Target Run

He can’t be more than three.  Tiny, a head full of dark curls, chocolate eyes that take up half his face.  I hear his mother calling for him.  I should tell her he’s here.  I will in a sec.  I will.  He smiles as he clasps a necklace of faux pearls in his hands, crashing them against each other, laughing at the terrific sound they make.  His mother calls again.  We smile at each other.  We have a secret.

His mother’s voice gets closer.  She’s one row over.  I pretend to be entranced by a gaudy, sparkly necklace I would never wear.  She passes me, barely giving me a glance.  He refuses to leave.  She scoops him up and he screams,  but only for a few seconds.  I’m forgotten.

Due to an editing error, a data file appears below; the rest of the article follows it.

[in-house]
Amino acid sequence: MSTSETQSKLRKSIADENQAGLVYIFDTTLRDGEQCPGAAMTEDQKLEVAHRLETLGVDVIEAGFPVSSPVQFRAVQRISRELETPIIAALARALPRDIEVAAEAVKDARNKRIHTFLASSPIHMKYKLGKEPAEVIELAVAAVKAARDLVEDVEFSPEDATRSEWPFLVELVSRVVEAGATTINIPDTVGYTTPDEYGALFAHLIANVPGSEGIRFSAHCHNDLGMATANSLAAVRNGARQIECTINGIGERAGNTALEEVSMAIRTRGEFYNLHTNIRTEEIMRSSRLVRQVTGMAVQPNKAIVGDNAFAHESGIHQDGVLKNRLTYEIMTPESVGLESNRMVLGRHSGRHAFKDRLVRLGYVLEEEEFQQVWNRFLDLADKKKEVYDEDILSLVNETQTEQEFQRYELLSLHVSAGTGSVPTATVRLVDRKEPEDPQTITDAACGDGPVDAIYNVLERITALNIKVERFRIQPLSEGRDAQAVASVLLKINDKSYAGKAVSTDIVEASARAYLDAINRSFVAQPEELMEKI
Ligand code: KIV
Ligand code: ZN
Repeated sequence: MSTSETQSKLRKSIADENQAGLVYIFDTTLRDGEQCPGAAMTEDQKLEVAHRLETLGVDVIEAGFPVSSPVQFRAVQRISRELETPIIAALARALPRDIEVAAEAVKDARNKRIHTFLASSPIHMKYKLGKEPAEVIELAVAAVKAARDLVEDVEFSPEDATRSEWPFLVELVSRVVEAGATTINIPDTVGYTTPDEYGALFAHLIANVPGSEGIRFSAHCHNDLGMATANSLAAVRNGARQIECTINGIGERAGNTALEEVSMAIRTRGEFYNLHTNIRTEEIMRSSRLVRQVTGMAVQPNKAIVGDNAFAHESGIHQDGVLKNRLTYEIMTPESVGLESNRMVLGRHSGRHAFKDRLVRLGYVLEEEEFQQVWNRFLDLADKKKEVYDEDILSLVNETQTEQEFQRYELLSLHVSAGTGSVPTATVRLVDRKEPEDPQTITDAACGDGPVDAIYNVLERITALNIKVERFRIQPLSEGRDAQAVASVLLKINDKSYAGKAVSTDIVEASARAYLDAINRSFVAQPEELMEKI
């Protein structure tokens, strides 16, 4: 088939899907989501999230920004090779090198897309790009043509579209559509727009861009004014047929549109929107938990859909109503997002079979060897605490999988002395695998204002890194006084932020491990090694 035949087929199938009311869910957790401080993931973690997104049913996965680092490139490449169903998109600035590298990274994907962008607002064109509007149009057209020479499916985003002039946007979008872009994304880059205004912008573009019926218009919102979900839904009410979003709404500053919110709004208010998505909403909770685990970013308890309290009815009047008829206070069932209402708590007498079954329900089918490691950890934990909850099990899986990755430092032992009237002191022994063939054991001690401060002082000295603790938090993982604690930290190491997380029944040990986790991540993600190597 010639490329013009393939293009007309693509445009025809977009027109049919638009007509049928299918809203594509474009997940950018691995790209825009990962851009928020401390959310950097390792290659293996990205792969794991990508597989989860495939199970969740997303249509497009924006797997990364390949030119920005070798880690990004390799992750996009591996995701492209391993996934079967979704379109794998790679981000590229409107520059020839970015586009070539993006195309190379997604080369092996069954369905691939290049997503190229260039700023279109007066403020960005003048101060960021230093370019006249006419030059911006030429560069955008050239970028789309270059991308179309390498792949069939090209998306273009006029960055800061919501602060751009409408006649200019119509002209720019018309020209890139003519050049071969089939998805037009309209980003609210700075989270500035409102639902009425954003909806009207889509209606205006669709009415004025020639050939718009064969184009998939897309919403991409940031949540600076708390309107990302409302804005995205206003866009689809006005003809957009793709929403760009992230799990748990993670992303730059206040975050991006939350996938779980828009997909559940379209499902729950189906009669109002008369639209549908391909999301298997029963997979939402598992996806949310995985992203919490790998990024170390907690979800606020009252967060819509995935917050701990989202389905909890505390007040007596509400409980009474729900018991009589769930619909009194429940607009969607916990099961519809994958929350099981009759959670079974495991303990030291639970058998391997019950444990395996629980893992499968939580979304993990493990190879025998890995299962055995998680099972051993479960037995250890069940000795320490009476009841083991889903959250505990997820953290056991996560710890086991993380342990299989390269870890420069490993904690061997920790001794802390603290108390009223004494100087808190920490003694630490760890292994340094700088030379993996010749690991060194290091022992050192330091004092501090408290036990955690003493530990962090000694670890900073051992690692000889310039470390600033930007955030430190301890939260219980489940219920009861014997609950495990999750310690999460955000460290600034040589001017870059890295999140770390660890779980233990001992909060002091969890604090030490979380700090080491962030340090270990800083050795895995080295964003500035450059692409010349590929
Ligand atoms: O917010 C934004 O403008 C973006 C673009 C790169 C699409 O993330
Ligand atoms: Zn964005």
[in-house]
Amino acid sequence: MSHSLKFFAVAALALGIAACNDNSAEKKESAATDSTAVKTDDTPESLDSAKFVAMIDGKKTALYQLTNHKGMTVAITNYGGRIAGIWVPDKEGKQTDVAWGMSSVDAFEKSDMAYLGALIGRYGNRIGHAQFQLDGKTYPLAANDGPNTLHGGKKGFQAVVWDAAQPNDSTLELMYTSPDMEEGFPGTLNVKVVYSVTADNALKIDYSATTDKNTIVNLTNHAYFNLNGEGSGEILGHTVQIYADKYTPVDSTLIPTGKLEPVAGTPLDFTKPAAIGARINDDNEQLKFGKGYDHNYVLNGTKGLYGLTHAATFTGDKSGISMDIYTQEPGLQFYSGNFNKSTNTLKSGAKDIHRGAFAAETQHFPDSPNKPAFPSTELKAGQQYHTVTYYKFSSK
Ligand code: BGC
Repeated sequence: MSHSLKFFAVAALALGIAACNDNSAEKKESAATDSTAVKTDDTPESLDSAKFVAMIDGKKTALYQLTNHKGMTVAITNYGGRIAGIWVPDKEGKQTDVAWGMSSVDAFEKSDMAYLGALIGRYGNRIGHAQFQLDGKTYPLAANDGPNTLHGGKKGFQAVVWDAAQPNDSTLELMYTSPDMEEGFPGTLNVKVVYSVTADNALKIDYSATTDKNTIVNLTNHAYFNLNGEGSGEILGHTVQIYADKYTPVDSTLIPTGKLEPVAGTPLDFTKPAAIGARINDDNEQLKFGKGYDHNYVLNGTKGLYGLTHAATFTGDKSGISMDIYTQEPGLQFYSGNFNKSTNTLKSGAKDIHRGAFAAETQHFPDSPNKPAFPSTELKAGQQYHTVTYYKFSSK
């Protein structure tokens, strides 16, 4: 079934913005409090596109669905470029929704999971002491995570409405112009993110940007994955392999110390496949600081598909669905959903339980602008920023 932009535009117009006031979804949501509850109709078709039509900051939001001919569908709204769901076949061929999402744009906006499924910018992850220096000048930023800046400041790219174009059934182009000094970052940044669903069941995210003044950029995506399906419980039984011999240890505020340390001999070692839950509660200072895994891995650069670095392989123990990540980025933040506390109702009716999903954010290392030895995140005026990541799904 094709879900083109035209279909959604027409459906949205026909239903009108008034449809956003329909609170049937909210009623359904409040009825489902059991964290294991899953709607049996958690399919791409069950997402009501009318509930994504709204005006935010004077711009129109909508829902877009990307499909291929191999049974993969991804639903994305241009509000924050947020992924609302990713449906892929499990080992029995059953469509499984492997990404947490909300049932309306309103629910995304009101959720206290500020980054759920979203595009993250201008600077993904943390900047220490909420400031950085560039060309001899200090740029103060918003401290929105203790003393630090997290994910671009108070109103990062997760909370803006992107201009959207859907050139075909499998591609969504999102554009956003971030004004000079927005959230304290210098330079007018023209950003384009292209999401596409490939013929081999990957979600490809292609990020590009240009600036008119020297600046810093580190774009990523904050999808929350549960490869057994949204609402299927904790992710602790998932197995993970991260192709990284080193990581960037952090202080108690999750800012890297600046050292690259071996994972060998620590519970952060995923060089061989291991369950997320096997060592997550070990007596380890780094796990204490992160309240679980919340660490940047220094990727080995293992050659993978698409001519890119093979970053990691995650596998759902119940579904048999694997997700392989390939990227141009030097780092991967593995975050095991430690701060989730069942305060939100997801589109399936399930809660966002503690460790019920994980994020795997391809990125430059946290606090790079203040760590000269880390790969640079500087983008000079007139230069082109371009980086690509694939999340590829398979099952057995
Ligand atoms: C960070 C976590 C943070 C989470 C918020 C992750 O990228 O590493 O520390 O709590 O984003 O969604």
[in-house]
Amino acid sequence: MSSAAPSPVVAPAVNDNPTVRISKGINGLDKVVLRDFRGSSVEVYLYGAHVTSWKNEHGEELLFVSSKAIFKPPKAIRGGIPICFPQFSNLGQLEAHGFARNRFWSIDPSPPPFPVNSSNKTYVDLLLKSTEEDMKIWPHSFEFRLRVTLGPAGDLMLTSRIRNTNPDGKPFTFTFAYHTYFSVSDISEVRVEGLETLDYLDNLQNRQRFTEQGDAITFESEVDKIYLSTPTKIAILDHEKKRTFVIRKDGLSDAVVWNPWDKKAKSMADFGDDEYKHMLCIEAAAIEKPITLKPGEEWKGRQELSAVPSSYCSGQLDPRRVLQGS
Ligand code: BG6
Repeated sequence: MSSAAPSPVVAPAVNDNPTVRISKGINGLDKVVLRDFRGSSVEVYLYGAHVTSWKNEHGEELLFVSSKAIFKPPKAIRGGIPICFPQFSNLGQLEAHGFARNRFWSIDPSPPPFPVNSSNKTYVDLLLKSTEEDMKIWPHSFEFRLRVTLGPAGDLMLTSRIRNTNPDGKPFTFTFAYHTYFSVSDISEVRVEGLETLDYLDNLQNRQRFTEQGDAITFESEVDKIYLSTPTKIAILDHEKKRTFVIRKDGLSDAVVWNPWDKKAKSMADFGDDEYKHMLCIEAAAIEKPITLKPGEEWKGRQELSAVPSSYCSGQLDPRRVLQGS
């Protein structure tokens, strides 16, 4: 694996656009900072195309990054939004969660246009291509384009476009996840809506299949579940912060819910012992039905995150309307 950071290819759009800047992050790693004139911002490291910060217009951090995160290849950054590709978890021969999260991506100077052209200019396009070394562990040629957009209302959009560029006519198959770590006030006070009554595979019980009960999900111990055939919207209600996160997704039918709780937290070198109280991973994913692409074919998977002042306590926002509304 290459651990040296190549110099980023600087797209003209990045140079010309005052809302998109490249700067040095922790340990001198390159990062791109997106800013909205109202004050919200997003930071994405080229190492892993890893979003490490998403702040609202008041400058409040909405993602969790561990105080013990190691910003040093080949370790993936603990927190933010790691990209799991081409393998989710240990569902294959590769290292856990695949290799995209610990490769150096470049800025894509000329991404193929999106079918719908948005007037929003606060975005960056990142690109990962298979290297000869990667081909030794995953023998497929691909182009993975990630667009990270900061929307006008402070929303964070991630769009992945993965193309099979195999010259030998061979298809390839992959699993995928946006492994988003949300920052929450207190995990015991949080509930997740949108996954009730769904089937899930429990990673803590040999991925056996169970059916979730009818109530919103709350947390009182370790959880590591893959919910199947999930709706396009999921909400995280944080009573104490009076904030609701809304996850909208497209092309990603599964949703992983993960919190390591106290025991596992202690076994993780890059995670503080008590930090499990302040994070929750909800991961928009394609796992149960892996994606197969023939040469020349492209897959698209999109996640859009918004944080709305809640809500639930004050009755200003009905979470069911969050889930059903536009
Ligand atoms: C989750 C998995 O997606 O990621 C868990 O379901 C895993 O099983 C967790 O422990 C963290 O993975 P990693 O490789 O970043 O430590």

The dull ache in my middle returns. How old would he be?   Was he a he?

I put the ugly necklace back, trying to remember my reason for coming here.  I throw items in my basket, checking things off my mental list like a drone.   Toothpaste.  Thermometer.  Tylenol.  Tampons.  I wait in line, watching mommies and daddies come and go.

Squaring my shoulders, I smile at the cashier.  This month will be the one.  I can feel it.

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